Aberrant Ras regulation and reduced p190 tyrosine phosphorylation in cells lacking p120-Gap

Peter Van Der Geer, Mark Henkemeyer, Tyler Jacks, Tony Pawson

Research output: Contribution to journalArticle

64 Scopus citations

Abstract

The Ras guanine nucleotide-binding protein functions as a molecular switch in signalling downstream of protein-tyrosine kinases. Ras is activated by exchange of GDP for GTP and is turned off by hydrolysis of bound GTP to GDP. Ras itself has a low intrinsic GTPase activity that can be stimulated by GTPase-activating proteins (GAPs), including p120-Gap and neurofibromin. These GAPs possess a common catalytic domain but contain distinct regulatory elements that may couple different external signals to control of the Ras pathway. p120-Gap, for example, has two N-terminal SH2 domains that directly recognize phosphotyrosine motifs on activated growth factor receptors and cytoplasmic phosphoproteins. To analyze the role of p120-Gap in Ras regulation in vivo, we have used fibroblasts derived from mouse embryos with a null mutation in the gene for p120-Gap(Gap). Platelet-derived growth factor stimulation of Gap(-/-) cells led to an abnormally large increase in the level of Ras-GTP and in the duration of mitogen-activated protein (MAP) kinase activation compared with wild-type cells, suggesting that p120-Gap is specifically activated following growth factor stimulation. Induction of DNA synthesis in response to platelet-derived growth factor and morphological transformation by the v-src and EJ-ras oncogenes were not significantly affected by the absence of p120-Gap. However, we found that normal tyrosine phosphorylation of p190-rhoGap, a cytoplasmic protein that associates with the p120-Gap SH2 domains, was dependent on the presence of p120-Gap. Our results suggest that p120-Gap has specific functions in downregulating the Ras/MAP kinase pathway following growth factor stimulation, and in modulating the phosphorylation of p190-rhoGap, but is not required for mitogenic signalling.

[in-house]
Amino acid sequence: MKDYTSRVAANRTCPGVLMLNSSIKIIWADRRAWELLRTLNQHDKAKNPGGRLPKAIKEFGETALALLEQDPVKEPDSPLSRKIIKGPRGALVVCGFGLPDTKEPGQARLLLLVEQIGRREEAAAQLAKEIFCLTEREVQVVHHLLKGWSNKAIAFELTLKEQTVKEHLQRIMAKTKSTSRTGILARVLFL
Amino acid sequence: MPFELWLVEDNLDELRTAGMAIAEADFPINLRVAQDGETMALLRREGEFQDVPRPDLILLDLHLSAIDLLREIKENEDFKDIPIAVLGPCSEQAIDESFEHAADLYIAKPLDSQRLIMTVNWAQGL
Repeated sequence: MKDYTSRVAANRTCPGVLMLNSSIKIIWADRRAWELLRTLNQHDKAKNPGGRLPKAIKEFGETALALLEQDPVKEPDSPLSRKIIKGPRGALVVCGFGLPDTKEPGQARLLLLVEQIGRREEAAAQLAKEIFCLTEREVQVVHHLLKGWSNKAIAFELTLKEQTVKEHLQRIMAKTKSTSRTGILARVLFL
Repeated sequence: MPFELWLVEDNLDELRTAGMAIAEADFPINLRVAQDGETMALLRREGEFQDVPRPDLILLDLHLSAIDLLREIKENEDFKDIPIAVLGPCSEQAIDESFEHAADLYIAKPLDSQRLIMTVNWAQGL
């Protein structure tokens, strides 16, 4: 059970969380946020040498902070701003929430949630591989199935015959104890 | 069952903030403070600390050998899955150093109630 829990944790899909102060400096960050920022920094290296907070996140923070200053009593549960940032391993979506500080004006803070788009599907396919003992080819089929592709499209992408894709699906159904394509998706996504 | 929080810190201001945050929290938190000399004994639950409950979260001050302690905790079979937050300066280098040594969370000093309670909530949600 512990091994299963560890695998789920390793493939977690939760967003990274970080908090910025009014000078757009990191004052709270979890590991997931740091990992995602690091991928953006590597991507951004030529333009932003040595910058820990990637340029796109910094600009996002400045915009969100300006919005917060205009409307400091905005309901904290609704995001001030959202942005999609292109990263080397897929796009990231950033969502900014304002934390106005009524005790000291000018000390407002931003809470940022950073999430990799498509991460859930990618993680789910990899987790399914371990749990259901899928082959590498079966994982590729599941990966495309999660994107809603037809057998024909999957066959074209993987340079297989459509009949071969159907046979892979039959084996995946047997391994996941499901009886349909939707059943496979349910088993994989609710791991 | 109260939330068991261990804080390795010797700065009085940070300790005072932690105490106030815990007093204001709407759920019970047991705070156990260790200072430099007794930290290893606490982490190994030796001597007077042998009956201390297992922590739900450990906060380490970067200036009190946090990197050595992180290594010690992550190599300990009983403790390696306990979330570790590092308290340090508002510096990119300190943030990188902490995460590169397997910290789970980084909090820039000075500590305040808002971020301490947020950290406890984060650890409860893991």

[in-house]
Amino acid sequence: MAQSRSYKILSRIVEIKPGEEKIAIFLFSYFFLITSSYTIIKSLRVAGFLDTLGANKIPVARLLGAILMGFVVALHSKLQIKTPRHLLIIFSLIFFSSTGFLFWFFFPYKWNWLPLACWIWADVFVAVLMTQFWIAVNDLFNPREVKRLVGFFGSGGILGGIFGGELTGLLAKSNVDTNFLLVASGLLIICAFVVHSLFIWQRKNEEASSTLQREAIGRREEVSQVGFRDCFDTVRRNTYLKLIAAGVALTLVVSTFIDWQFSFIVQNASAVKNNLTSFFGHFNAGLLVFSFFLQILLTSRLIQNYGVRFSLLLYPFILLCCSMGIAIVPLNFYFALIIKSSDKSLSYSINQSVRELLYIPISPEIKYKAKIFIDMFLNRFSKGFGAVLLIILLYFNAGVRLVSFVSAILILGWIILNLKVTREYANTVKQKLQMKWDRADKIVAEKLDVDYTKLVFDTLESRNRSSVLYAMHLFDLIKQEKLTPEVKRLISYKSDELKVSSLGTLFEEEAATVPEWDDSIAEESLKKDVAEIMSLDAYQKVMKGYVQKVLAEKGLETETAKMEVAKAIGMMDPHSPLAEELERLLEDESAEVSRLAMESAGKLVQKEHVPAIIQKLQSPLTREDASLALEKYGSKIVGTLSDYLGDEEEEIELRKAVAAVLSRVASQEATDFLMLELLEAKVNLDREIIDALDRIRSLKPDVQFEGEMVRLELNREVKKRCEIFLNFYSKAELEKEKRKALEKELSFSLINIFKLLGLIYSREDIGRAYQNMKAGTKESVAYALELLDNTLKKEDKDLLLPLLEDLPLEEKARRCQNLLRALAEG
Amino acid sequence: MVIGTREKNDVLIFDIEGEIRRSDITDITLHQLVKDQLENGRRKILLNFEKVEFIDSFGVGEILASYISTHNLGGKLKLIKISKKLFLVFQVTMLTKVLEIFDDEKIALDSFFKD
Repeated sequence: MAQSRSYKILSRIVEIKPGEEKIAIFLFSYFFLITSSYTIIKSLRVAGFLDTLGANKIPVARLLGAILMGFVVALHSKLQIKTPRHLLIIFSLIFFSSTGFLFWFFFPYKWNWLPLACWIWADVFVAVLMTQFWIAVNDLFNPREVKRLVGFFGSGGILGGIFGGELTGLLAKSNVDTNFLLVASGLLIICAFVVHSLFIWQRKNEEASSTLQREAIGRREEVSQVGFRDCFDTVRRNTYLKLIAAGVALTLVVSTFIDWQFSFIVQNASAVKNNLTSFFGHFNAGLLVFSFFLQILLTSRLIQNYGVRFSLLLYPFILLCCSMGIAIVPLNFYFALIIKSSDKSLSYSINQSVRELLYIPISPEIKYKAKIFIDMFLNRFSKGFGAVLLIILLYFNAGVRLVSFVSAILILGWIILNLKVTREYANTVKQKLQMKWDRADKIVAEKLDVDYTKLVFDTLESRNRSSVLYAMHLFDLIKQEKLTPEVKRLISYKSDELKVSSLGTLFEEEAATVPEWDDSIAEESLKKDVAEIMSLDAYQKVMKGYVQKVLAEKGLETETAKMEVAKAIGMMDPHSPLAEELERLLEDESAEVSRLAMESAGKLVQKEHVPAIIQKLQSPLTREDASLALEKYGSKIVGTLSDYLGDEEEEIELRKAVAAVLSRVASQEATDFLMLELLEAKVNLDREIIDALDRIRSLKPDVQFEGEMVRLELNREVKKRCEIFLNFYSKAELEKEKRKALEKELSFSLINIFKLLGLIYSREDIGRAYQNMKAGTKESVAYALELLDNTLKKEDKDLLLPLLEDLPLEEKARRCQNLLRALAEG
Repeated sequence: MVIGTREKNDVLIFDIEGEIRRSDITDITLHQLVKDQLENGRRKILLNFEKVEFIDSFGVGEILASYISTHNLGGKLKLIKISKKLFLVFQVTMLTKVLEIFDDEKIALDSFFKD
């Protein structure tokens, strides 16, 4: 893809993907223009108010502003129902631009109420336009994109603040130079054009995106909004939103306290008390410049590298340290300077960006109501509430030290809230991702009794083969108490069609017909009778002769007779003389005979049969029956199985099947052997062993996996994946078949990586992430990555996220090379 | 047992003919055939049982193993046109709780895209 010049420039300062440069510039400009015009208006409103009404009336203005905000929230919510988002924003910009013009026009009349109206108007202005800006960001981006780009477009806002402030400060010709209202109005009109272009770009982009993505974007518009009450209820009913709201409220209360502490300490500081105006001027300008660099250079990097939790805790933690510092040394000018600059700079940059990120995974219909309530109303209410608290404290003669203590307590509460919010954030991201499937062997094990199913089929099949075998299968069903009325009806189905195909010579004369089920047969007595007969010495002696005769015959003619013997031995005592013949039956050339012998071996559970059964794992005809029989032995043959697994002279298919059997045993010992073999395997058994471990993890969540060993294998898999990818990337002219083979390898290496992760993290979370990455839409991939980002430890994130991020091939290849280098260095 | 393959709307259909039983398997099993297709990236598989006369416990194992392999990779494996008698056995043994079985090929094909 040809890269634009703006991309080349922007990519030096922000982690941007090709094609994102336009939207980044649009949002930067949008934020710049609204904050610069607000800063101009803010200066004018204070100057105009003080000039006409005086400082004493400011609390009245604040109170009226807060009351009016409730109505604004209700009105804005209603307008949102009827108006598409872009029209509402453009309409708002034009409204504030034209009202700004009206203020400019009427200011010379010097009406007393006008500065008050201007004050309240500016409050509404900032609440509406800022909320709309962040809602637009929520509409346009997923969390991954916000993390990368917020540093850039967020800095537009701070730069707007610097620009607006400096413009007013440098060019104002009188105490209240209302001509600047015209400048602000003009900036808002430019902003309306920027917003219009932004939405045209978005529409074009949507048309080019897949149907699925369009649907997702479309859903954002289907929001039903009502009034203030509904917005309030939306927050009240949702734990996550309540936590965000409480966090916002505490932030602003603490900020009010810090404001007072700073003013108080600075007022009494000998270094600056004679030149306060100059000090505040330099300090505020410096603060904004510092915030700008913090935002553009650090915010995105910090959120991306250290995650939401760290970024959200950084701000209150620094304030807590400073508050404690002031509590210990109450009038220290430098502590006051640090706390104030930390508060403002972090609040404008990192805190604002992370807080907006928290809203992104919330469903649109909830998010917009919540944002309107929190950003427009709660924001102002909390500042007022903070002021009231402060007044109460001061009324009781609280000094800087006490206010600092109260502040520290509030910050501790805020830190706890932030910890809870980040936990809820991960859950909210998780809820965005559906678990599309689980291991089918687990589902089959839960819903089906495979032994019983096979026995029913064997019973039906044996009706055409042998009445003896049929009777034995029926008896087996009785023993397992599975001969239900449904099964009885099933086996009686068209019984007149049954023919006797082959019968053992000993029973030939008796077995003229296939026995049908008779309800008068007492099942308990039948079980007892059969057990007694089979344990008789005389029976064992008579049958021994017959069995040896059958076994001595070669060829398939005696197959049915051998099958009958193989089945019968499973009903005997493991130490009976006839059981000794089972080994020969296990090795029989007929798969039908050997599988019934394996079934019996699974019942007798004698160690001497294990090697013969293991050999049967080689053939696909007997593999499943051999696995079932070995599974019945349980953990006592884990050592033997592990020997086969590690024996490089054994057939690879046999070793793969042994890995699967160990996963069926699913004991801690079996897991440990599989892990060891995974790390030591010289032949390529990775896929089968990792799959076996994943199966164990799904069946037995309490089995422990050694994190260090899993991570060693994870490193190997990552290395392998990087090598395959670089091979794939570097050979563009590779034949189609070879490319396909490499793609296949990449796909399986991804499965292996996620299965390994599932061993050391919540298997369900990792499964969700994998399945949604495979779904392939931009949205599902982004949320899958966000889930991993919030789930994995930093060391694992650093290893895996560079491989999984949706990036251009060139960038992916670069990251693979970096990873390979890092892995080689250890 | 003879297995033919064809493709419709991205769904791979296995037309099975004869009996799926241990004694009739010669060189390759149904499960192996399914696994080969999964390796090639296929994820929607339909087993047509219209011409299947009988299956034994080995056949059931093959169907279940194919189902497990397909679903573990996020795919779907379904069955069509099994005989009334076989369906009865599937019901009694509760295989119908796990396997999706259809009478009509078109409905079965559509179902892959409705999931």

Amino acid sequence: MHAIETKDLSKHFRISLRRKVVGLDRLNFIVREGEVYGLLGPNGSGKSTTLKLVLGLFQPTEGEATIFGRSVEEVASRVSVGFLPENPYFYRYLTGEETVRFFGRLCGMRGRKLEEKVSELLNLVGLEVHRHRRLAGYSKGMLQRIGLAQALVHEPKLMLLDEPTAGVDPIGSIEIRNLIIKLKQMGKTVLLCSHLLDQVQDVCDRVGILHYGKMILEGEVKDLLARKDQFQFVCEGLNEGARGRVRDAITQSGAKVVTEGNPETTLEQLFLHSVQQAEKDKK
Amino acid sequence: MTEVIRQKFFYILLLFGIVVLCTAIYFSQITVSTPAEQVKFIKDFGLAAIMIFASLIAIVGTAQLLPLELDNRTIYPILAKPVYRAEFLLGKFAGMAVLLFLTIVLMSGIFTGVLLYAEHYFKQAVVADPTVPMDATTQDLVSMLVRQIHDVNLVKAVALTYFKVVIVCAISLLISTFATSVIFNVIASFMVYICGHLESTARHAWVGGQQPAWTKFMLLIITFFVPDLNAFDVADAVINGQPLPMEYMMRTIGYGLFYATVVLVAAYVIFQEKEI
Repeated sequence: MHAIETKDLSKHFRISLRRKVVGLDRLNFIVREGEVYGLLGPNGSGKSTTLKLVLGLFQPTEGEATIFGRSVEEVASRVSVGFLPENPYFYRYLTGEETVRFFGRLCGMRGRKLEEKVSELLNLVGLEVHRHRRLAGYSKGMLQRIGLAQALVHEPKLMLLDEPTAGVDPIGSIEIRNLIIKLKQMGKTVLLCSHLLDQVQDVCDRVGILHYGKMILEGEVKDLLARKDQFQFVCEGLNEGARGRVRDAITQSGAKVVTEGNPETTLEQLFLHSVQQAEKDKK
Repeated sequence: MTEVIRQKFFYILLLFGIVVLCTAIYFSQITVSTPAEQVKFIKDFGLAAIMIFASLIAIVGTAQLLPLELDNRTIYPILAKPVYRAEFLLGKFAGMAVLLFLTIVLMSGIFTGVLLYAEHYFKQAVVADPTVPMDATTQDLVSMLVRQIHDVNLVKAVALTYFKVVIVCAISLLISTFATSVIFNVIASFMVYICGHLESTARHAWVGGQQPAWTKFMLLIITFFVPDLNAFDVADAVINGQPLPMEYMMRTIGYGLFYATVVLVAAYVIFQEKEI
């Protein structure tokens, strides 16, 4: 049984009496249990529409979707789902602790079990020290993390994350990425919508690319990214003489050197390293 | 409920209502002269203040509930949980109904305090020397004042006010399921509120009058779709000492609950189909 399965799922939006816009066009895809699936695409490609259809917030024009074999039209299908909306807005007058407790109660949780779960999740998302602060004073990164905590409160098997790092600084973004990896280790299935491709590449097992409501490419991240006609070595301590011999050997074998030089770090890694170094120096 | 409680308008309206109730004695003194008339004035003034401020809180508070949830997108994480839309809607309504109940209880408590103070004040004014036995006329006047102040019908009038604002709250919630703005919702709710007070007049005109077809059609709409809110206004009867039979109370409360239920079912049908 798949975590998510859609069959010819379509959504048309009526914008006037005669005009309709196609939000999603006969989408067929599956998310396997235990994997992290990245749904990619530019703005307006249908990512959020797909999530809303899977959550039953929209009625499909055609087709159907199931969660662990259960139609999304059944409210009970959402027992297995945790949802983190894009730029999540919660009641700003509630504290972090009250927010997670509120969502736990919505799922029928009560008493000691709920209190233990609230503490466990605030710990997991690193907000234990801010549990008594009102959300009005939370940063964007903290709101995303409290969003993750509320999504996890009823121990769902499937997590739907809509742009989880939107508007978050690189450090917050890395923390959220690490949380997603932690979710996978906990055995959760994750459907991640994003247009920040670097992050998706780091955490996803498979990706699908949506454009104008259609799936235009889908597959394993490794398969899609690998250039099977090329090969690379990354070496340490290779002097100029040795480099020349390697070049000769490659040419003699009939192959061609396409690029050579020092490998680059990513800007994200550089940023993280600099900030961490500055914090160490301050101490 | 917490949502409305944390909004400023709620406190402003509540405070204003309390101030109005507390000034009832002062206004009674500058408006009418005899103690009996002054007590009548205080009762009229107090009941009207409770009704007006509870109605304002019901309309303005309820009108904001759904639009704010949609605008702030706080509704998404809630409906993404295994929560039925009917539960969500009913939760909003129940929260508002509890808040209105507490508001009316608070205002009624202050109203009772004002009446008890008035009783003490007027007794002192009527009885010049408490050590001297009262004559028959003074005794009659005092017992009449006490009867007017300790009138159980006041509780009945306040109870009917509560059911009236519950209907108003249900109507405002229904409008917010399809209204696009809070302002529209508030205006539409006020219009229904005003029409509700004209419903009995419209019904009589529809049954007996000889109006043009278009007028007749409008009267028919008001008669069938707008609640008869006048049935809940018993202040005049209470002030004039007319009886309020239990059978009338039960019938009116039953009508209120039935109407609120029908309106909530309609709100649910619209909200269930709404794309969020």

Original languageEnglish (US)
Pages (from-to)1840-1847
Number of pages8
JournalMolecular and cellular biology
Volume17
Issue number4
DOIs
StatePublished - Apr 1997

ASJC Scopus subject areas

  • Molecular Biology
  • Cell Biology

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